Book Review: The Chronicles of the Chinese Emperors

Chronicle of the Chinese EmperorsMovies set in historical periods or otherwise based around historical events will never go away. We will always have Victorian tales of class-based angst. Same with tales of valorious (or conniving) knights in medieval Europe. For Eastern cinema, we’ll probably always have samurai films of various stripes, and the same with various Wuxia films, discussing various martial artists and their exploits in Imperial China.

To get try and some background on wuxia films and their I recently read The Chronicles of the Chinese Emperors by Ann Paludan. The book gives an overview of the reign of approximately every emperor in Chinese history that is considered to be “officially” an emperor. Officially is in air-quotes because the book appears to defer heavily to the official Imperial histories.

This, ultimately, is the book’s undoing. By tying the book to the official line, we start seeing trends in the history that look more then a little questionable. The first emperor of each dynasty is always fair, just and noble. Then the emperor’s offspring always become weak and easily manipulated by either their parents, or their advisors, or their eunuchs. Then we get an uprising. If the emperor holds on, then clearly he had the mandate of heaven, so thus the official history has that emperor is actually okay, and is just and noble for listening to his advisors. If he loses, then he didn’t have the mandate of heaven due to being manipulated by his advisors/his mother/the eunuchs.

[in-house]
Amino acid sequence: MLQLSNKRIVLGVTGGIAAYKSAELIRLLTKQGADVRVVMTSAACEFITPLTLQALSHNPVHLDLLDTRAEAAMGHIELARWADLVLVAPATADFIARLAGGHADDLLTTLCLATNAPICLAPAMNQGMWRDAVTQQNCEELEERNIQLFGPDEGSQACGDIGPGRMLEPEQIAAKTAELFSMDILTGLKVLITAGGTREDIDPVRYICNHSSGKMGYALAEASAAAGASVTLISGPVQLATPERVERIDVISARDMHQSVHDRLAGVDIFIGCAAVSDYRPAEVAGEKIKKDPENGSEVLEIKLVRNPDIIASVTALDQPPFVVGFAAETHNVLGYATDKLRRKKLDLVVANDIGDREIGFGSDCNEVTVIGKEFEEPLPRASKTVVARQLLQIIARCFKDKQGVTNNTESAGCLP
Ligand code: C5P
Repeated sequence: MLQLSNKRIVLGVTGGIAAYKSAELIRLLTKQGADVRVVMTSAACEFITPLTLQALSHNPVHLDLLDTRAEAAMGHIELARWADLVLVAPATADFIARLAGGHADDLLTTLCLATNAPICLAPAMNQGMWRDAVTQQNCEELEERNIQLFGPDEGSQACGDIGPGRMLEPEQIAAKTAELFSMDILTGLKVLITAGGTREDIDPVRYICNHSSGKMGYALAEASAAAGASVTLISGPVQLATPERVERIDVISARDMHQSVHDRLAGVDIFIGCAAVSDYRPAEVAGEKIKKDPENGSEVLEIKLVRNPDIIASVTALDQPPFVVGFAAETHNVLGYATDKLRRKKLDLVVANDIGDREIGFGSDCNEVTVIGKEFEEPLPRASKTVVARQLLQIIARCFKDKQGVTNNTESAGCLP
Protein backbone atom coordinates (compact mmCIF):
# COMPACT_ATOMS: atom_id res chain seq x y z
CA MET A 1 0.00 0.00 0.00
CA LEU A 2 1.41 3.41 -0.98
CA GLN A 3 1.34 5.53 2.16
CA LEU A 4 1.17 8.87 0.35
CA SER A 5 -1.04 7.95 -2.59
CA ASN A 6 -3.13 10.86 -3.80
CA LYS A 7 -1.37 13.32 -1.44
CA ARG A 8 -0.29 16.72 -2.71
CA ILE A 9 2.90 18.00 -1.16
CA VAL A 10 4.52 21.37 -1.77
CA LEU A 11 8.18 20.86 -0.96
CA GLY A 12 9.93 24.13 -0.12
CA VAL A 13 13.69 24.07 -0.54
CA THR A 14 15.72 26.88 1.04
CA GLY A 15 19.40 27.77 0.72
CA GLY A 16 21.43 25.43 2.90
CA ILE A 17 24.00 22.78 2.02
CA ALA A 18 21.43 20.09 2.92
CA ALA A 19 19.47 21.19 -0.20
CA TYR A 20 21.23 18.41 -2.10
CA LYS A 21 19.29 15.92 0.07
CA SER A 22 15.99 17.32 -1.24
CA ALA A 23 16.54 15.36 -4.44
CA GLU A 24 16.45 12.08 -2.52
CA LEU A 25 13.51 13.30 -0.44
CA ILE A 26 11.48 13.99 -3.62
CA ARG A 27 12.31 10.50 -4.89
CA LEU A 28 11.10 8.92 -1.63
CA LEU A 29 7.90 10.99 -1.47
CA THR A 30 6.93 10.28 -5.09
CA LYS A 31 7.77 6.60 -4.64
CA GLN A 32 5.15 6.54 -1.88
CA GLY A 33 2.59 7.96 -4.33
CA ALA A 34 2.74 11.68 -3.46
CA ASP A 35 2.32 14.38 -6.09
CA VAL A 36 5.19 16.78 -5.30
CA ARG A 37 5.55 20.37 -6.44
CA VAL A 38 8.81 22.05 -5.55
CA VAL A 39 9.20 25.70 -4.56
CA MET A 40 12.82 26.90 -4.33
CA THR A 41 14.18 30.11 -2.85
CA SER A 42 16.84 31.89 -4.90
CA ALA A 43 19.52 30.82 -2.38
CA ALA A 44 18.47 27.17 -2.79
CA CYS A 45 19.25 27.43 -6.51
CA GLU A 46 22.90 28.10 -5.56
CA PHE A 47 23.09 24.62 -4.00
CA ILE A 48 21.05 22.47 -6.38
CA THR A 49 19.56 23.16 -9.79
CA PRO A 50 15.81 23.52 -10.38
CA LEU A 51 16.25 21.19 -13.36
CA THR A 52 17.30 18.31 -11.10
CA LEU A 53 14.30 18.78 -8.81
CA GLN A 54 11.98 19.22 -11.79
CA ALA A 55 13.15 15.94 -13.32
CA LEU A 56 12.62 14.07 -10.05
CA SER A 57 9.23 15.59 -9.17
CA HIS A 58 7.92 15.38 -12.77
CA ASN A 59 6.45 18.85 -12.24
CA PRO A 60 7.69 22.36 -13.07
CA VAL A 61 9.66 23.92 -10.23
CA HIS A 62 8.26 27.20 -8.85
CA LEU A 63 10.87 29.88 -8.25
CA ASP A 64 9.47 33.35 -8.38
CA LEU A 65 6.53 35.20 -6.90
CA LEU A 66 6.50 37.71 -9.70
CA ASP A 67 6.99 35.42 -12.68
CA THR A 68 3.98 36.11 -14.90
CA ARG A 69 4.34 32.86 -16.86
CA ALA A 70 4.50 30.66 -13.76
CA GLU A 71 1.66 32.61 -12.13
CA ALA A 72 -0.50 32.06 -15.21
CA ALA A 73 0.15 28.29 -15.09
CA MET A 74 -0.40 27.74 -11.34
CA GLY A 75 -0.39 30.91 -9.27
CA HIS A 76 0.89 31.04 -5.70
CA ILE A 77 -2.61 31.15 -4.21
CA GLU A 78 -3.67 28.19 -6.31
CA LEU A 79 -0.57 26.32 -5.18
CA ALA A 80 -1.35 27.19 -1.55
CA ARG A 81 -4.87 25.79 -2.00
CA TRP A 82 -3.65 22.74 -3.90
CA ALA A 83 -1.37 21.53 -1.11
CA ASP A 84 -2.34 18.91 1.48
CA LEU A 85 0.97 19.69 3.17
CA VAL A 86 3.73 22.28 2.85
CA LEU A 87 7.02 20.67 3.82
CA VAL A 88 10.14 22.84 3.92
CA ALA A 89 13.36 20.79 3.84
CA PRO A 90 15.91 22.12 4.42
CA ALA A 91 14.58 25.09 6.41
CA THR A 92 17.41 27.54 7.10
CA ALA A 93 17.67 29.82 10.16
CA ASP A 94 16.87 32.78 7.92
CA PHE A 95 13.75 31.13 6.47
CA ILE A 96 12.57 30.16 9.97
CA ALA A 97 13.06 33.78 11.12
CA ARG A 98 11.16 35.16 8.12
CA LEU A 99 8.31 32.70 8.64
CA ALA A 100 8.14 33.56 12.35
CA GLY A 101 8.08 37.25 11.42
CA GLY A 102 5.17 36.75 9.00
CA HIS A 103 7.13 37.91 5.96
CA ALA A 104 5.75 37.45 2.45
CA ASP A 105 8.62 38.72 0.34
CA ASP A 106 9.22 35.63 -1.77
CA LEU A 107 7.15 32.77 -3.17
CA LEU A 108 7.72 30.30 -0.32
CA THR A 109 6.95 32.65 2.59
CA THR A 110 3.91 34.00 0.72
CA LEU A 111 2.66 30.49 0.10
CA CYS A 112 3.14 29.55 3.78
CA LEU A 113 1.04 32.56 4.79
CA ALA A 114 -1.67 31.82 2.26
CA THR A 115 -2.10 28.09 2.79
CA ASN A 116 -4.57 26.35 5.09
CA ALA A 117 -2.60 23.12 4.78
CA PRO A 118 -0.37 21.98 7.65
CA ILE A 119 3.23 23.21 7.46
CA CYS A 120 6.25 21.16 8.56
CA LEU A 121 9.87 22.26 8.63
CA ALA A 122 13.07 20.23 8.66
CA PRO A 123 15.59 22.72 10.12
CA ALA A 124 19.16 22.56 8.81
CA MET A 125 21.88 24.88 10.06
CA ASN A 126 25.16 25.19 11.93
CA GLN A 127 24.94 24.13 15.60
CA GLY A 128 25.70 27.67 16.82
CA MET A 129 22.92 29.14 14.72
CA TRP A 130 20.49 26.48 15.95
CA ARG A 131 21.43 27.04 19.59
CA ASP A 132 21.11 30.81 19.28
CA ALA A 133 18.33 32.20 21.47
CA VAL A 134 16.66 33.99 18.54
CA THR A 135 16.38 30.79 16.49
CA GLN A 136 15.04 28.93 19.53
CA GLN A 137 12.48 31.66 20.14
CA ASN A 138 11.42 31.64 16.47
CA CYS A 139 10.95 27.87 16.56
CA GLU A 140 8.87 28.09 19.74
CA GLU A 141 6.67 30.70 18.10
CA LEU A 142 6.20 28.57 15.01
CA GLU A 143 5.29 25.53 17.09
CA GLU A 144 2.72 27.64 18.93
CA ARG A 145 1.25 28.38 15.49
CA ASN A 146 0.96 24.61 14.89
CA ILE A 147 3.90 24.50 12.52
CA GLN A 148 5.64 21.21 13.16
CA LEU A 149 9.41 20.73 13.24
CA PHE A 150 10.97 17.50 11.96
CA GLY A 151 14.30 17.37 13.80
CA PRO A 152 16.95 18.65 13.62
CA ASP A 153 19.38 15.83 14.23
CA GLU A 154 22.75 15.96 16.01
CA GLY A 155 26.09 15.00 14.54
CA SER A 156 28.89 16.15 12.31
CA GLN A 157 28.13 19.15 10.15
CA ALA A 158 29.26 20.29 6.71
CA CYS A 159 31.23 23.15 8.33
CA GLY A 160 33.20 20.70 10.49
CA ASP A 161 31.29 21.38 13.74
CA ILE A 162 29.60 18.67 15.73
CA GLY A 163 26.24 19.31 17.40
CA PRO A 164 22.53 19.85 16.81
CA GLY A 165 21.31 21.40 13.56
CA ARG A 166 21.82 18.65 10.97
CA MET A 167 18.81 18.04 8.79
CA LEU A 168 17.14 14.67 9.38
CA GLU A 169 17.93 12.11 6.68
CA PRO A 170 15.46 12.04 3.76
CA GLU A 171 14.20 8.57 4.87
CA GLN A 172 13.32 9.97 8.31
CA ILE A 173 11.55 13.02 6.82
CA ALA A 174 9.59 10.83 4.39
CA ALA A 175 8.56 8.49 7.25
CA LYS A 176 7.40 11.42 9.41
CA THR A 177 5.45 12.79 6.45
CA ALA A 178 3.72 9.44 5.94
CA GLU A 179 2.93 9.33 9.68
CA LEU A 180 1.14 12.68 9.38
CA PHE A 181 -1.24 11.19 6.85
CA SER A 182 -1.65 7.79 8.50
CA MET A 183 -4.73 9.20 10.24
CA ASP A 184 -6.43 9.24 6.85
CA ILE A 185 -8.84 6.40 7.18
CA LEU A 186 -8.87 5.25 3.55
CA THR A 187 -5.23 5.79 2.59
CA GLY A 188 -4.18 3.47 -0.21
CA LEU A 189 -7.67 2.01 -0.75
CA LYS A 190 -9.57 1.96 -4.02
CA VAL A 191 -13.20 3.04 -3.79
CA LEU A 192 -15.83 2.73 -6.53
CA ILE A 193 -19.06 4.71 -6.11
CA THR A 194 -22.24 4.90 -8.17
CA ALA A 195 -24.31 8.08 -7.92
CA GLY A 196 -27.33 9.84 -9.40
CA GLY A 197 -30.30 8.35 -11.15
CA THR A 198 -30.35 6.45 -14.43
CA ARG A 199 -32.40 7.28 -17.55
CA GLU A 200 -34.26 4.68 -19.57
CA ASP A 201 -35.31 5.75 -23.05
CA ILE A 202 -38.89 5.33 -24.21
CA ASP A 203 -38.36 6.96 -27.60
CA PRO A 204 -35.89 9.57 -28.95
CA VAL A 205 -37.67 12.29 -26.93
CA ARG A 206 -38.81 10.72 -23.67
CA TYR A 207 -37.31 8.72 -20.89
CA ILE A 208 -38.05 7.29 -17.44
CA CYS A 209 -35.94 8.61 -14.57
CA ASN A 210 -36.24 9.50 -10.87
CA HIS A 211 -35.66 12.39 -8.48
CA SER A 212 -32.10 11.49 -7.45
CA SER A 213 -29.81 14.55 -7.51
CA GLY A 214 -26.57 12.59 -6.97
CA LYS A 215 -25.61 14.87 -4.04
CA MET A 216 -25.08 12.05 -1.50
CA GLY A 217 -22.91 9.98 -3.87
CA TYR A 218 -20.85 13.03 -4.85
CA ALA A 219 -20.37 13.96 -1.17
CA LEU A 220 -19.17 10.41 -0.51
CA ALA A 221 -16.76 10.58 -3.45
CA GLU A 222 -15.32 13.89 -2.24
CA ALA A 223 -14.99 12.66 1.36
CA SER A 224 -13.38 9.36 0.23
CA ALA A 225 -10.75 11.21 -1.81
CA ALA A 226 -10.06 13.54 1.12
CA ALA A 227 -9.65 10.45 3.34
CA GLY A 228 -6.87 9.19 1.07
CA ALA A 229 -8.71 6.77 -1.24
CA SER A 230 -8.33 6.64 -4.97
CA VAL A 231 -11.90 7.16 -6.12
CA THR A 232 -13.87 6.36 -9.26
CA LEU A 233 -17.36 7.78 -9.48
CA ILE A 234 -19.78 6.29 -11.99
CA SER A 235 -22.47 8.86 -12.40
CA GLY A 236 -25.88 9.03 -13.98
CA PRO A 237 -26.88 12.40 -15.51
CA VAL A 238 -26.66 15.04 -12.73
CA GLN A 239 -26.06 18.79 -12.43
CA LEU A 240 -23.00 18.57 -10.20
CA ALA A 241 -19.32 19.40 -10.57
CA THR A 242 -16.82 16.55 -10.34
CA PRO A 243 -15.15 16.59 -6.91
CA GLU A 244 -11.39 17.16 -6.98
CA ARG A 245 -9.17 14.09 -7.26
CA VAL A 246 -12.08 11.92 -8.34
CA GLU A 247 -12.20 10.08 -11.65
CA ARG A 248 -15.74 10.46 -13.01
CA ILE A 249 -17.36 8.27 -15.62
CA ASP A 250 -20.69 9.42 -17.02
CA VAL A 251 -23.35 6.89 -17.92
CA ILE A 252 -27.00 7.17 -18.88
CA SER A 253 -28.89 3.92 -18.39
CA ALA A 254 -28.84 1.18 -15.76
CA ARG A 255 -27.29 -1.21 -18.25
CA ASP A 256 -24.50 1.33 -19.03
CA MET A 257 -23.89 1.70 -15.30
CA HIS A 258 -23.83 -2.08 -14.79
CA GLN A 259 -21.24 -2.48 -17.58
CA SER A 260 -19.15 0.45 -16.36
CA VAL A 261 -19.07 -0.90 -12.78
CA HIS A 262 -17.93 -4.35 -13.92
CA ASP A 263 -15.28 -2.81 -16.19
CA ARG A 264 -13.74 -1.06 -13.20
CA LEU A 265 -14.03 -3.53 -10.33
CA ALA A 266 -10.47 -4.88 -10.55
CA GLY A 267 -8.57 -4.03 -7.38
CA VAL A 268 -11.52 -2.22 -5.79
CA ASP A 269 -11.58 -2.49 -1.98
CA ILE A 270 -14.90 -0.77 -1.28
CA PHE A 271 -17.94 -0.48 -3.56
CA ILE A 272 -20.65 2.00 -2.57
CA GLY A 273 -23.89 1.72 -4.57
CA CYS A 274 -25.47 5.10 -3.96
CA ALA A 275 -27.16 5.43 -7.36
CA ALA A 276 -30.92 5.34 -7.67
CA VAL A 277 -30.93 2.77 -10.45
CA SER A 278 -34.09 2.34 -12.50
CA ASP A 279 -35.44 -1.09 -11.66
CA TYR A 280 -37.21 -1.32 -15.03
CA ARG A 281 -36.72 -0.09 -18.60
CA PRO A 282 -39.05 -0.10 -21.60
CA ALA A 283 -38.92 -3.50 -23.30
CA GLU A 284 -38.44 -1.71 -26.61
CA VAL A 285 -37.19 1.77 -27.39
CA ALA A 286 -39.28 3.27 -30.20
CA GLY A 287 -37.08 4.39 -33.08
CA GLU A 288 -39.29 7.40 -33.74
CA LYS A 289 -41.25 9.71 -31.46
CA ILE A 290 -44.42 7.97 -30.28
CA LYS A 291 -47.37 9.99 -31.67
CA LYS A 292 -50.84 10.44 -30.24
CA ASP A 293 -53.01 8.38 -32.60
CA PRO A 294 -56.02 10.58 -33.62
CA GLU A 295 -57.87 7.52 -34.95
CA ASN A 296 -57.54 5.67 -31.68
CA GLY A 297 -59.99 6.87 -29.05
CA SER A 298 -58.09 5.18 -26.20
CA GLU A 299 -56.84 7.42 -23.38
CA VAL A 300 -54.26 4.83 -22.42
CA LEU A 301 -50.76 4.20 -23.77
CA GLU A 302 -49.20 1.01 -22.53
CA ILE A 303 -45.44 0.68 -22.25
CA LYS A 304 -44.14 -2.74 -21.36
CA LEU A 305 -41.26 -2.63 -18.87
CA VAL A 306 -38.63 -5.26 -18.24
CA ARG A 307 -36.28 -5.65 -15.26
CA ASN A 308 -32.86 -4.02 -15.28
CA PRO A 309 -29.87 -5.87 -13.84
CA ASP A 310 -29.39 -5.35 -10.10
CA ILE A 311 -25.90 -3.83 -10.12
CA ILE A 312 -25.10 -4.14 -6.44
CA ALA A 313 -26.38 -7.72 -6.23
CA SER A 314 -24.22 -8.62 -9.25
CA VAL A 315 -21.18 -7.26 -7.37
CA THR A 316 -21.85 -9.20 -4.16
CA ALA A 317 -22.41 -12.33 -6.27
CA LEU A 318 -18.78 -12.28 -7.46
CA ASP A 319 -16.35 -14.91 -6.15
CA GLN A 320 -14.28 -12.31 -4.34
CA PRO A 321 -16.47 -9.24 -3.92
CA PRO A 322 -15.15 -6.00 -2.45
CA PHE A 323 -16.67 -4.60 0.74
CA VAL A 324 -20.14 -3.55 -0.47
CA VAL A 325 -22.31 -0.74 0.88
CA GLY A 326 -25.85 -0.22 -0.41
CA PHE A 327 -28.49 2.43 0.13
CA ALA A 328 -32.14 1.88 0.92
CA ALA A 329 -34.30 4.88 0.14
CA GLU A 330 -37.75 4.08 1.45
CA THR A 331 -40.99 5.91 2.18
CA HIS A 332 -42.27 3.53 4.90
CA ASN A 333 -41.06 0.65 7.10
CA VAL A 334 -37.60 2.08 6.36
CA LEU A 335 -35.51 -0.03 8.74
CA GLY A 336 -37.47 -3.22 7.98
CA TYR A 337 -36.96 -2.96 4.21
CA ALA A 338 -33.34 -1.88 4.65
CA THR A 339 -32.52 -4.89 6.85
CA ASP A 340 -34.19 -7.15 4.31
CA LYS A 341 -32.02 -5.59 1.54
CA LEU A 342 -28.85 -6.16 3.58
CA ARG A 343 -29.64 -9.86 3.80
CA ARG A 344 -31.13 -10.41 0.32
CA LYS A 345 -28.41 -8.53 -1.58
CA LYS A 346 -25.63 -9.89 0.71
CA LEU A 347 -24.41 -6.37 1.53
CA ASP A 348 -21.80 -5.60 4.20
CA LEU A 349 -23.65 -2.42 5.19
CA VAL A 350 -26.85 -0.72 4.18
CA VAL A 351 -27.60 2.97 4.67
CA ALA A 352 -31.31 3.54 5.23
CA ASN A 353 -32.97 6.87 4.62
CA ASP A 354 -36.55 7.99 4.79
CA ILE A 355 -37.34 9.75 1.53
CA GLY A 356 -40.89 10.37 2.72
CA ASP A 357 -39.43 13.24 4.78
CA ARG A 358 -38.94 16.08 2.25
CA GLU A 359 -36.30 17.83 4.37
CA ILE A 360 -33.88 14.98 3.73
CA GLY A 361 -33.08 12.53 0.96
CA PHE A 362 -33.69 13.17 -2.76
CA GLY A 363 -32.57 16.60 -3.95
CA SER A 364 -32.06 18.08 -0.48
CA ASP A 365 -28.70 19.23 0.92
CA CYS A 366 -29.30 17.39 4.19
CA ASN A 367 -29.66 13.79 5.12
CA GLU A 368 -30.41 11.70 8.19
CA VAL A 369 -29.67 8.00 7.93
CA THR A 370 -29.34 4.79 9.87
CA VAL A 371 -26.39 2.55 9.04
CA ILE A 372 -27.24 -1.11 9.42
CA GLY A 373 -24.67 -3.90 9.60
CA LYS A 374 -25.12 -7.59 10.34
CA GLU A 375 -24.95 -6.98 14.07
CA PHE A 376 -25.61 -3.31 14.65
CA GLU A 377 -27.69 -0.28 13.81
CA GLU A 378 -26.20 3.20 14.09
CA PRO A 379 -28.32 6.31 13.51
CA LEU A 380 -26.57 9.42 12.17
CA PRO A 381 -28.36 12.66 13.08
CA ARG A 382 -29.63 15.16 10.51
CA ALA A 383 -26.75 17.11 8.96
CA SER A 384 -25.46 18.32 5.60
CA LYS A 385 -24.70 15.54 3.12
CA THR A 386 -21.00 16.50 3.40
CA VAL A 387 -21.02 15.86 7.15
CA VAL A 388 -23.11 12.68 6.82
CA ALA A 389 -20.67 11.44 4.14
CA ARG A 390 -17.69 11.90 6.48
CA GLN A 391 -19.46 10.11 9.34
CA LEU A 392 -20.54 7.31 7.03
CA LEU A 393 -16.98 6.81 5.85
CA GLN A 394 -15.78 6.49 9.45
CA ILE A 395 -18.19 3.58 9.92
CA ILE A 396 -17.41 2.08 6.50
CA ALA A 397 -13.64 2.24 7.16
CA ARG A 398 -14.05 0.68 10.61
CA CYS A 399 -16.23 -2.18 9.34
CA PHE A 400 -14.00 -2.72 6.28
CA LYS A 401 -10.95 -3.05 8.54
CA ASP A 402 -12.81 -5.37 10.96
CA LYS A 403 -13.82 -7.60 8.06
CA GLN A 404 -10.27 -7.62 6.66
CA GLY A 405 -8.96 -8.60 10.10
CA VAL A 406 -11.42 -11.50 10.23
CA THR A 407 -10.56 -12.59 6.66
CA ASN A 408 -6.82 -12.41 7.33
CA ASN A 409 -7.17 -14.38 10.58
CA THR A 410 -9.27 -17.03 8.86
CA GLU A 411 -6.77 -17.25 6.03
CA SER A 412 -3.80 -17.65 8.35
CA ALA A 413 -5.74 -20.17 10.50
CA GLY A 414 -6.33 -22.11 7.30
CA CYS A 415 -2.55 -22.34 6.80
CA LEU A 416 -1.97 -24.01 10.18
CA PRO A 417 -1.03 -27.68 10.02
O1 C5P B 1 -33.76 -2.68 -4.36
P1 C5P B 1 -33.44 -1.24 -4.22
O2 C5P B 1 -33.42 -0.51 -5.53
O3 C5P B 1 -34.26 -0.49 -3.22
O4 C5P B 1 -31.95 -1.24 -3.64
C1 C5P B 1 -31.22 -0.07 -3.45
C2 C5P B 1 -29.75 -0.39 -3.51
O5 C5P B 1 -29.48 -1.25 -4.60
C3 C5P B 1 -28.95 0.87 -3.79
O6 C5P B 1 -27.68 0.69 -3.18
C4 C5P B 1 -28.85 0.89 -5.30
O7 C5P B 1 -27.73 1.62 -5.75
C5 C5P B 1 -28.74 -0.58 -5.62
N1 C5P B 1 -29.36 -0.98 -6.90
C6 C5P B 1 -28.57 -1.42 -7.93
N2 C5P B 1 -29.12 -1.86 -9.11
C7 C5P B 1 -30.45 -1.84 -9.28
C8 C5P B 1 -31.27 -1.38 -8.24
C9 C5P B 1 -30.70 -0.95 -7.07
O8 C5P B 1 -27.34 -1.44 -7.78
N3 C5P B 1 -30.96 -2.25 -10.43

While other books are cited in the bibliography, the citations are not connected to any of the text of the book. For example, dramatic claims such as the claim that China was the most wealthy and populous nation in the world in 1775 have no citation, meaning that the reader has no way to evaluate this claim and determine its veracity. Is this the author’s opinion? Is this the opinion of another author who the author is repeating? Is there actual economic data to back this up? There’s no way to know.

Additionally, important cultural notes are completely omitted. While we get explanations of Buddhism as practiced in feudal China, as well as Confucianism and Daoism, we get no explanation of other important roles like, for example, the role of the eunuchs. This is a dramatic oversight as literally every single time things go wrong, according to the histories it’s always the fault of the eunuchs when a dynasty falls (including the fall of the Qing dynasty, China’s last dynasty), yet the eunuchs always persist as a court faction. A simple side bar explaining why the eunuchs were and why they were kept around would explain things a lot.

Ultimately, the book just doesn’t dig deep enough into Chinese history. Not only is it too shallow for people who want to learn more about specific periods, it’s too generic and doesn’t cite its sources well enough for those who in search of a primer of Chinese history and are looking to see what periods interest them more. Skip this book.